Magazine article The Spectator

Gift of the Gab

Magazine article The Spectator

Gift of the Gab

Article excerpt

Loitering with intent in the Member's Lobby of the House of Commons is not so much an offence as a job description for political correspondents. As a long time practitioner, I have developed a sixth sense, a sort of extra-sensory perception which warns me of the presence within 20 paces of a small handful of MPs with whom there is no such thing as a short conversation. Knowing that if eye-contact is made, let alone a seemingly casual hello extended, I am in for 20 minutes minimum on their latest obsession, I have perfected the art of the sudden clutch of the pager at my belt, followed by a worried frown, an abstracted wave at the advancing Member and a hurried exit. The racecourse, too, has its compulsive conversationalists, as was demonstrated by Derek Thompson's Epsom interview with Alan 'Arfer' Daly after he had ridden Batchworth Belle to victory in the five-furlong sprint last Saturday.

Daly is a delightful fellow, but when I asked a fellow Epsom trainer not long ago why the 31b-claimer was no longer attached to Simon Dow's stable behind the Epsom grandstand his answer was short and simple: `He talks too much.' Hearing Tommo's interview, the loquacious Daly would have proved a match for the lady of whom it was once said: `She believes she has a speech impediment: every now and then she has to pause for breath.'

Daly was entitled to a little excitement after his 13th winner of the season, especially after the Epsom judge, deceived like many of us by the camera angle, had initially called Mrs Malaprop the winner instead of his mount. He took Tommo through the tactics: `The trainer told me: sit, sit, sit as long as you can, and I did until Alan Mackay came at me.' He volunteered an assessment of his own abilities: `If the horse is good enough, I am.' Asked if he preferred to be called Alan or 'Arfer', he declared that he didn't mind either provided he got the rides, and he admitted that, being attached to a comparatively small stable with Mickey Heaton-Ellis, he had to do a lot of work on the phone to get his outside opportunities, verbally wrestling some trainers to the ground to do so.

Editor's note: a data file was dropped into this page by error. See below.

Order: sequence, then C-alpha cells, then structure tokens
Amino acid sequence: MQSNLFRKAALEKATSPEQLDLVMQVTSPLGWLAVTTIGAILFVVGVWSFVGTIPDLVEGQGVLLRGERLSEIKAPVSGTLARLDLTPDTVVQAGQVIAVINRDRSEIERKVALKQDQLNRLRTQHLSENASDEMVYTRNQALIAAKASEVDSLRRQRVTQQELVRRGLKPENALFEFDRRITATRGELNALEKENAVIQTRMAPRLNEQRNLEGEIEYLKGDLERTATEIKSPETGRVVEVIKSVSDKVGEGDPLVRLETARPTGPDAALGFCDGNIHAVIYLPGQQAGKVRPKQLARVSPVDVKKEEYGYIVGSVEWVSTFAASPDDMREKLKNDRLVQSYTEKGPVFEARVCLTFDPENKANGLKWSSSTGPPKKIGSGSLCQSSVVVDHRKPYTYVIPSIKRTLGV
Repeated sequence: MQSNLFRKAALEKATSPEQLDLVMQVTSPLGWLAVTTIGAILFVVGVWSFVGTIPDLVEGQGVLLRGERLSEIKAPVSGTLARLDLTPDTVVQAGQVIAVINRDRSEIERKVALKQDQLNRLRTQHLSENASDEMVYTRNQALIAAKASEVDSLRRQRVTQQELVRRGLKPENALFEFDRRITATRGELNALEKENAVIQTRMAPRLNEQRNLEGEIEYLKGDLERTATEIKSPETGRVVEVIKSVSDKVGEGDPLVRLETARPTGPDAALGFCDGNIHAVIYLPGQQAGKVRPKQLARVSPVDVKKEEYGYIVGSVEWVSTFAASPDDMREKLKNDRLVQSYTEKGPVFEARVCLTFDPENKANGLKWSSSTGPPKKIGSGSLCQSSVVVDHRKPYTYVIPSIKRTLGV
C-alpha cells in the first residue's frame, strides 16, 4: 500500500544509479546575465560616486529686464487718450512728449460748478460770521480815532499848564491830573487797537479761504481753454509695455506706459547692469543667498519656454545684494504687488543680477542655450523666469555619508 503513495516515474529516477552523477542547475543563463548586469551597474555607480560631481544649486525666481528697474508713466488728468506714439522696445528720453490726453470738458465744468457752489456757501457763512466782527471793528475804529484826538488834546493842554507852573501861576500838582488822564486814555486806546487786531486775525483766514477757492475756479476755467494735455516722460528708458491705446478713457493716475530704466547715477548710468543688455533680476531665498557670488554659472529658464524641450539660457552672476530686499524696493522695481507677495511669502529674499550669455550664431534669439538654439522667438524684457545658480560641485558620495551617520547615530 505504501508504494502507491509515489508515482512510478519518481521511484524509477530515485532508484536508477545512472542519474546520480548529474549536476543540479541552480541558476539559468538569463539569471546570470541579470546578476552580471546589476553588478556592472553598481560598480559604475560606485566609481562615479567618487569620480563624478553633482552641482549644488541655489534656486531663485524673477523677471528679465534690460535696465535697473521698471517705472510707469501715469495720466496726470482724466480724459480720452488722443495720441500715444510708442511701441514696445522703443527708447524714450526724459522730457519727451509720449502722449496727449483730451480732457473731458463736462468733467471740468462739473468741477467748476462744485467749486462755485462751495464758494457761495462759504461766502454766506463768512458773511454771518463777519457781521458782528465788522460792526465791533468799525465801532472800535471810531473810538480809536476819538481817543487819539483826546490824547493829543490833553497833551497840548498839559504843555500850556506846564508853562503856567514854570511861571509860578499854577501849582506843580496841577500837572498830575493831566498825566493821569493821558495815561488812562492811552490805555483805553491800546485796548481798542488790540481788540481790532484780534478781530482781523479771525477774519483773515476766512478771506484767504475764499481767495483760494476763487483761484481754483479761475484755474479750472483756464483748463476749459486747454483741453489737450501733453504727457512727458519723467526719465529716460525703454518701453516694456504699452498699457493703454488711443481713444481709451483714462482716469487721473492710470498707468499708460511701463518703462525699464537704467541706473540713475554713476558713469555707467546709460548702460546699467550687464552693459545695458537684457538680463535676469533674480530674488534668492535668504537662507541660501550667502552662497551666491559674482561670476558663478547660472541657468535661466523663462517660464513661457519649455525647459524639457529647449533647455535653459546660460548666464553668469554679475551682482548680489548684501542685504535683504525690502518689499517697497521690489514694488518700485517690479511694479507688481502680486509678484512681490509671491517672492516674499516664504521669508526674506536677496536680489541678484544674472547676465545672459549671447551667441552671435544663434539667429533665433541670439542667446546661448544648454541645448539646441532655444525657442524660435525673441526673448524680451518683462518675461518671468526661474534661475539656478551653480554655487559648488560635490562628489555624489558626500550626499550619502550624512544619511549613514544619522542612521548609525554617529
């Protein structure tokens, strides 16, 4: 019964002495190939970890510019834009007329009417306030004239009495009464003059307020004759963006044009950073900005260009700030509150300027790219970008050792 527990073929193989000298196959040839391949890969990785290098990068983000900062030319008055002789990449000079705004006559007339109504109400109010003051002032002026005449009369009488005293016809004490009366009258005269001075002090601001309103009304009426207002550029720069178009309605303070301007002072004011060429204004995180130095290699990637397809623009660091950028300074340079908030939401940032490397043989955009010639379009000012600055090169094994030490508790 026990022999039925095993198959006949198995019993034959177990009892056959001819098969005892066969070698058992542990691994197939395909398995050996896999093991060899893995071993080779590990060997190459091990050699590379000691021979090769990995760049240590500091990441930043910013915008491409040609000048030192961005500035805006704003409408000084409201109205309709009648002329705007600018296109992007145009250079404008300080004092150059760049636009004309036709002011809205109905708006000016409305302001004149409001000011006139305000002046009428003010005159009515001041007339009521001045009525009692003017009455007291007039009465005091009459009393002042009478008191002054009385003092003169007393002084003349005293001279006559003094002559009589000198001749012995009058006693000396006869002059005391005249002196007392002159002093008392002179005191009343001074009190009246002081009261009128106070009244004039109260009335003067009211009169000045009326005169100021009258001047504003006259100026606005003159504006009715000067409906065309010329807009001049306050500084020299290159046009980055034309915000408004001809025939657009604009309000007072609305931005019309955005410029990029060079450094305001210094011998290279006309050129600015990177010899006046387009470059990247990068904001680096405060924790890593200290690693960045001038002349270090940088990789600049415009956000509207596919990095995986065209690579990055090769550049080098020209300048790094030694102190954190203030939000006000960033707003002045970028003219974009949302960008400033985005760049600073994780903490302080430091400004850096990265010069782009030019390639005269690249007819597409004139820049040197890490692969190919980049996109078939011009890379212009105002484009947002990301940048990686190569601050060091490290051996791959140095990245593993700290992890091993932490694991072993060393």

Sheer persistence and the gift of the gab is clearly helping in his case. Not only does Alan Daly have a 40 per cent record for his own yard, with six winners from 15 rides this year, but Batchworth Belle was his seventh success from the spares he had picked up this season. And in the next race it was followed by another victory on Chief Cashier for Toby Balding, making it a double of around 80-1. Epsom is not an easy course to ride but Daly rides it well. …

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